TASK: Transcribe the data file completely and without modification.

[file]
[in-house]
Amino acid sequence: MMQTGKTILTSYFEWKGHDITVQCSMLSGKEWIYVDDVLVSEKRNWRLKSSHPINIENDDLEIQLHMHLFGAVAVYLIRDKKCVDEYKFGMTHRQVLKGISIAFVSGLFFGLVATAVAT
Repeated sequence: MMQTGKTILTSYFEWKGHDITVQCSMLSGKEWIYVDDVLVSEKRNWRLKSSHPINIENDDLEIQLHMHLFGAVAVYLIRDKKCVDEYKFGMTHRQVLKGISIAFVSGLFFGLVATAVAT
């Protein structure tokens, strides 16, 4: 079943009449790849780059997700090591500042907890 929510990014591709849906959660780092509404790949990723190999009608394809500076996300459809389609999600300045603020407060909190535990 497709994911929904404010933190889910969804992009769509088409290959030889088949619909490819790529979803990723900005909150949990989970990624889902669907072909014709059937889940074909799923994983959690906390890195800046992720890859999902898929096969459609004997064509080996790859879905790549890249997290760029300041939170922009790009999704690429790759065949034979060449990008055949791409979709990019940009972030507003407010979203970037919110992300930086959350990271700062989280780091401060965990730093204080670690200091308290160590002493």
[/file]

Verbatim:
[in-house]
Amino acid sequence: MMQTGKTILTSYFEWKGHDITVQCSMLSGKEWIYVDDVLVSEKRNWRLKSSHPINIENDDLEIQLHMHLFGAVAVYLIRDKKCVDEYKFGMTHRQVLKGISIAFVSGLFFGLVATAVAT
Repeated sequence: MMQTGKTILTSYFEWKGHDITVQCSMLSGKEWIYVDDVLVSEKRNWRLKSSHPINIENDDLEIQLHMHLFGAVAVYLIRDKKCVDEYKFGMTHRQVLKGISIAFVSGLFFGLVATAVAT
């Protein structure tokens, strides 16, 4: 079943009449790849780059997700090591500042907890 929510990014591709849906959660780092509404790949990723190999009608394809500076996300459809389609999600300045603020407060909190535990 497709994911929904404010933190889910969804992009769509088409290959030889088949619909490819790529979803990723900005909150949990989970990624889902669907072909014709059937889940074909799923994983959690906390890195800046992720890859999902898929096969459609004997064509080996790859879905790549890249997290760029300041939170922009790009999704690429790759065949034979060449990008055949791409979709990019940009972030507003407010979203970037919110992300930086959350990271700062989280780091401060965990730093204080670690200091308290160590002493």